None of that from Obama, please!
      Fight to the finish for what we believe in!

    •  AMEN. I hear that. (0+ / 0-)

      We need to do more than we are currently doing. On message, on leadership, and just plain old strategy.

      I am still optimistic about Obama. I am trying to figure out where our heads and our message needs to be at to help hold the line.

      The sleep of reason brings forth monsters.

      by beijingbetty on Tue Sep 01, 2009 at 07:03:34 AM PDT

      [ Parent ]

  •  I suspect that if the GOP does end up (1+ / 0-)
    Recommended by:
    beijingbetty

    supporting healthcare reform, they will attempt an Orwellian repackaging of it akin to Bush's "affirmative access" for affirmative action (anyone remember that?).

  •  Betty - if I may -- a football analogy. (1+ / 0-)
    Recommended by:
    beijingbetty

      The GOP plays the goal line defense all the time.  Swarm the runner.  Swarm the quarterback. SWARM the message.  Wave your hands.  Scream at the center.  Jump off line and then back.  Anything to throw the play off.
      This works when you run a Woody Hayes (very Old School!) offense.  That is, run the ball every play, which is what's happening now in Michigan and, regrettably, in the Health Care Reform fight.
      You break that defense by passing occasionally, a screen pass of a quick slant in.  Anything but a fullback straight ahead.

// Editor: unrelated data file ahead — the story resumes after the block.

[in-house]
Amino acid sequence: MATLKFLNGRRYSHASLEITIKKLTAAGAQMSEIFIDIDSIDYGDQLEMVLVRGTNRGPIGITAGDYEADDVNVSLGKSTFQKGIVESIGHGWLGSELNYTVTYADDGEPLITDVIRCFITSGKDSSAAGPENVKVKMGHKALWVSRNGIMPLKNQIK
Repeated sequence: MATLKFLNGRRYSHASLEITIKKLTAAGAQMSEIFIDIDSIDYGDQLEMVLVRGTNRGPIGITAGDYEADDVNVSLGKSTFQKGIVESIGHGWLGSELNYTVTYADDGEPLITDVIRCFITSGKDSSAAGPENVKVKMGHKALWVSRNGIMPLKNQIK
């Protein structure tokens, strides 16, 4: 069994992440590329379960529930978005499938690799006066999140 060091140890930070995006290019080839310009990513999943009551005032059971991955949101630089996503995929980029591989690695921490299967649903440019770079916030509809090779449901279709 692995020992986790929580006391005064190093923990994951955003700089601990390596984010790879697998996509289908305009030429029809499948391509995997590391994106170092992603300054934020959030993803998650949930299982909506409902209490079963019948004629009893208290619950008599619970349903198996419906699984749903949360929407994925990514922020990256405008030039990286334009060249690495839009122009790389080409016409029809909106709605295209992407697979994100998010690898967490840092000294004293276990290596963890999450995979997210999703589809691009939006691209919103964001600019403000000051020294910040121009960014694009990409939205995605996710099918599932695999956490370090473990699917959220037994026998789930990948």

Teams that run predictable offenses get crushed by good defenses.
     
     

    •  That makes sense. (0+ / 0-)

      Such an great analogy of our present situation (despite the myriad ways in which that distraction is expressed).

      I think we are running the ball because the WH is setting up for an unpredictable offense (God I hope this is true.):

      1. WH had a certain commitment to bipartisanship in achieving a certain platform. We've fulfilled it. It should be pretty clear to all, and very well documented for the record, that bipartisanship isn't going to work.
      1. WH is working out our offensive strength/weaknesses, shaking out the cobwebs from Congress. Same Congressional votes that go for healthcare will go for everything else Obama needs to do.
      1. WH will need more voter backing for an unpredictable offense to work favorably. Seems to be heading that direction. Polls will bounce up when Obama steps forward with a plan.

      Thanks for your comment!

      The sleep of reason brings forth monsters.

      by beijingbetty on Tue Sep 01, 2009 at 06:06:29 PM PDT

      [ Parent ]